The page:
5Posted by Robert-Jan Broer on Jun 08, 2010
About a year ago, I wrote that the Royal Oak Date ref.15300 could be more interesting than the famous Royal Oak ‘Jumbo’ Ref.15202 (click here for the article). Not long after that article, I decided to pull the trigger on Royal Oak Date. On the 24th of December 2009, I did a trade-up to the Jumbo because it crossed my path.
Now, I just received a message from John over at WatchUseek writing the following (left out some non-relevant information for this blog post):
“I have read your articles comparing the Jumbo and the 15300. First of all, congratulations on a very nice review. It was well written and very informative. In fact, your blog was one of the reason I am now in the hunt for a 15300.
It is to my surprise that you have traded your 15300 to a Jumbo. I’m really curious what made you do it since you’ve made a very strong case on why the 15300 is a more interesting proposition than the Jumbo and I fully agree (and still do) to all your points.
Mind you, in no way I would change my mind in getting the 15300 but I would just like to gather your thoughts on what made you decide.
For me, to consider that Jumbo it would have to be a vintage one and should at least come from the 1980’s and not the current. Being a fan of new technology, the 15300 suits my character well. Again, this is a matter of personal taste and I’m looking forward to your reply.
Today, I replied to John and thought that it would be nice to post it here as well, since I reckon that there are more potential Royal Oak buyers struggling with the same thoughts and questions about the ref.15300 and the ref.15202. Assuming you did your homework on both these magnificent timepieces, I won’t go into detail on them. Here is my answer to John’s message:
“First of all, congratulations on your decision to hunt for the AP Royal Oak 15300 time piece. You will not be disappointed.
You have no idea how long I sat down in the shop of my watch dealer, comparing my 15300 with white dial to this Jumbo 15202 he had received as a trade-in for some other watch. My watch dealer is not an AP dealer and mailed me that he had this 15202 and that it was possible to do a trade with one of my other watches.
There are a lot of pros for the 15300, as I wrote in my comparing review for FratelloWatches. The bracelet of the 15300 for instance, is much more up-to-date than the one on the 15202. The bracelet of the latter, makes this watch feel like wearing a vintage timepiece. The case of the 15300 is a bit higher, and therefore gives the watch a whole different look. It is more masculine and less fragile than the case of the 15202.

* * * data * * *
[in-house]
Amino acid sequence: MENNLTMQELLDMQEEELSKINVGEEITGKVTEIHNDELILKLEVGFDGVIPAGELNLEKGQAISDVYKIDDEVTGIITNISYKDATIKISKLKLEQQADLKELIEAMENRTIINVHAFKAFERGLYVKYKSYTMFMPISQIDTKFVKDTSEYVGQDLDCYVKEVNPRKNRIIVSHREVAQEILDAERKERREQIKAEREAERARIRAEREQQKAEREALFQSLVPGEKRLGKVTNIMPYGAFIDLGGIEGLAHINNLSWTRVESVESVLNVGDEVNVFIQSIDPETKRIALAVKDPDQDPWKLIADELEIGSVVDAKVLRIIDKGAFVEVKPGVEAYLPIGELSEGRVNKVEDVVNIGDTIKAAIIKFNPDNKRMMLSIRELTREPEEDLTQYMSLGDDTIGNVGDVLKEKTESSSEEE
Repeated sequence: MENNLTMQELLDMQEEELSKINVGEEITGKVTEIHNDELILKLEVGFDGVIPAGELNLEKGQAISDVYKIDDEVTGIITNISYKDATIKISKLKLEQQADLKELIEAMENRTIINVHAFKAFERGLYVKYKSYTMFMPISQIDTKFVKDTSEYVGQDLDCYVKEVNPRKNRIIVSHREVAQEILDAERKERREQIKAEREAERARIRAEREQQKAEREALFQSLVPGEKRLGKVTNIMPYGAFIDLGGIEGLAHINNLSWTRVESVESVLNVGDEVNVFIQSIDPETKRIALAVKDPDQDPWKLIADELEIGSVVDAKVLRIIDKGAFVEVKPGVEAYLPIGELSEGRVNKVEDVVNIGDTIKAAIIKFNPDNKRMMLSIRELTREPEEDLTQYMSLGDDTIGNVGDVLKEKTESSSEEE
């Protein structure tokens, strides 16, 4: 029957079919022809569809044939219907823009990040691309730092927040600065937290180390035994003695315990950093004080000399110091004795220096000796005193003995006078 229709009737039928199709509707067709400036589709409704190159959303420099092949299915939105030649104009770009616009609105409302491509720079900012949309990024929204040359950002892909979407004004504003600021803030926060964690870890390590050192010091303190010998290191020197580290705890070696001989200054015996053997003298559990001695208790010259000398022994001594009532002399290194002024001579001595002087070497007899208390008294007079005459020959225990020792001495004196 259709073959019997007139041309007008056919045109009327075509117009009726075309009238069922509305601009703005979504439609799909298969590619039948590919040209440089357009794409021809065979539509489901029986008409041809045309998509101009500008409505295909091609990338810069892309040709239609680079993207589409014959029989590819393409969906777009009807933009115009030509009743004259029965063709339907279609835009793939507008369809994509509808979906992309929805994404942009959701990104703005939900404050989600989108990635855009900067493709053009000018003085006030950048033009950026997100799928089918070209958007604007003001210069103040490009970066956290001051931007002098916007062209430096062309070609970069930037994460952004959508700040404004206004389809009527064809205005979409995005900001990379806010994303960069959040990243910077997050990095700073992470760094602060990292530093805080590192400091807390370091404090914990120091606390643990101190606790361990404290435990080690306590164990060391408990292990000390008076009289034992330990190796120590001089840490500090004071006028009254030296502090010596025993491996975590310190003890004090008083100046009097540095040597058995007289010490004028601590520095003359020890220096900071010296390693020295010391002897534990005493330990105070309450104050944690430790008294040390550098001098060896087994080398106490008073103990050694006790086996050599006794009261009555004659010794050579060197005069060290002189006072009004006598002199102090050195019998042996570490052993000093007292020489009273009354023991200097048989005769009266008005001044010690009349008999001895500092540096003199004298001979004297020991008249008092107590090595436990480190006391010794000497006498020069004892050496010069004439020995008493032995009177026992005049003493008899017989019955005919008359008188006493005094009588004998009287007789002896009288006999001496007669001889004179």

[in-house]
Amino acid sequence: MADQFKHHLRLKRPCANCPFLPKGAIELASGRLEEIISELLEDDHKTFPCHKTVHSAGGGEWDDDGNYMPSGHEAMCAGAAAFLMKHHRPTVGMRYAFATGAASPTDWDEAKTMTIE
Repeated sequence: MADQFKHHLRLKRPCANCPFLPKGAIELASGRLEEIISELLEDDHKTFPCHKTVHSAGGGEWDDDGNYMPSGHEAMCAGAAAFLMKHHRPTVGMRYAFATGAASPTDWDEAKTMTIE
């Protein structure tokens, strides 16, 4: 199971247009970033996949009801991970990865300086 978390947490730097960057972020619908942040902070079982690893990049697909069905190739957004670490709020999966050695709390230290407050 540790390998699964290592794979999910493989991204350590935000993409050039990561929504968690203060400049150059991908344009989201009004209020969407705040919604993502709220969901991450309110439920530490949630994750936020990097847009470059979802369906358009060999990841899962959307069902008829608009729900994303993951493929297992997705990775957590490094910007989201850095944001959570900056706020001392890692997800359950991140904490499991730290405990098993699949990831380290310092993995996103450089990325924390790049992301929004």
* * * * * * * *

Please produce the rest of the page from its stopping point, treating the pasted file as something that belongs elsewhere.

As for optics, the 15300 is hard to beat. However, and this is something you have to experience for yourself, comparing both watches to each other while holding them in your hands. The movement of the 15202 is more interesting, even though it isn’t an in-house caliber. The construction of the rotor on a rail is making this movement incredibly flat, which enables the entire watch to be no thicker than 7,05mm. I haven’t seen a more beautiful movement when it comes to a caliber with no complications, just hours, minutes and a date. The space between the sapphire crystal and the dial is therefore so flat, that when you look at it from an 45 degrees (to almost 90 degrees) angle, it is just as if there was no sapphire crystal at all.
My horological heart started ticking faster seeing the movement, and as a result of that, the amazing dial.
A friend of mine says that the ratio of the dial, bezel and case is better on the 15202 than on the 15300, but I don’t agree. The 15202 does tend to look a bit larger in diameter, as the bezel is a bit smaller.
Again, the up-to-date appearance of the 15300 and its price compared to the 15202 (roughly a 4000 euro price difference both new and pre-owned) makes the 15300 a very interesting timepiece that will stand out of the crowd! If you do not care for having a brand new watch that feels like a vintage watch and can’t see the added value in the caliber 2121 movement, don’t spend that extra money on a Jumbo. I was just in the opportunity to trade in my 15300 with some extra cash for a 15202 and pulled the trigger. If this deal had not come by, I would still be the happy owner of a 15300.
Personally, I decided that I should hunt for a 26300 (as pictured above). This is the Royal Oak Chronograph (no Off-shore) which has more or less the same case and bracelet as the 15300. This way, I think will have the best of both worlds.
I hope this helps others as well, seeking for their perfect Royal Oak Date time piece
Pictures of the 15300 courtesy of Dimer, Picture of the Royal Oak Chronograph courtesy of Audemars Piguet.